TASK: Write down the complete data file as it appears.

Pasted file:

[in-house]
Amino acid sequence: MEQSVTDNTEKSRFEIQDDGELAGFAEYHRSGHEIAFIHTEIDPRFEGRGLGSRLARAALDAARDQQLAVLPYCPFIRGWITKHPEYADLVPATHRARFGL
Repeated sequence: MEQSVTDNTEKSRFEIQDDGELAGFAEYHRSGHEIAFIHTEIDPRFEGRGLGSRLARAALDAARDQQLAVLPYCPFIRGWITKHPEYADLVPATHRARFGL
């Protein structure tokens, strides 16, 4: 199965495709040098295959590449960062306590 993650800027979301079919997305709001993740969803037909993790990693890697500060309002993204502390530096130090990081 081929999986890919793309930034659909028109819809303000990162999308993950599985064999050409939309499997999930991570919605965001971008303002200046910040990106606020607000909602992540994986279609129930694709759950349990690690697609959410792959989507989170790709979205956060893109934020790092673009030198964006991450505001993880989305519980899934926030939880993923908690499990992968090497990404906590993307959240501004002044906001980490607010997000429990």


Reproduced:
[in-house]
Amino acid sequence: MEQSVTDNTEKSRFEIQDDGELAGFAEYHRSGHEIAFIHTEIDPRFEGRGLGSRLARAALDAARDQQLAVLPYCPFIRGWITKHPEYADLVPATHRARFGL
Repeated sequence: MEQSVTDNTEKSRFEIQDDGELAGFAEYHRSGHEIAFIHTEIDPRFEGRGLGSRLARAALDAARDQQLAVLPYCPFIRGWITKHPEYADLVPATHRARFGL
């Protein structure tokens, strides 16, 4: 199965495709040098295959590449960062306590 993650800027979301079919997305709001993740969803037909993790990693890697500060309002993204502390530096130090990081 081929999986890919793309930034659909028109819809303000990162999308993950599985064999050409939309499997999930991570919605965001971008303002200046910040990106606020607000909602992540994986279609129930694709759950349990690690697609959410792959989507989170790709979205956060893109934020790092673009030198964006991450505001993880989305519980899934926030939880993923908690499990992968090497990404906590993307959240501004002044906001980490607010997000429990």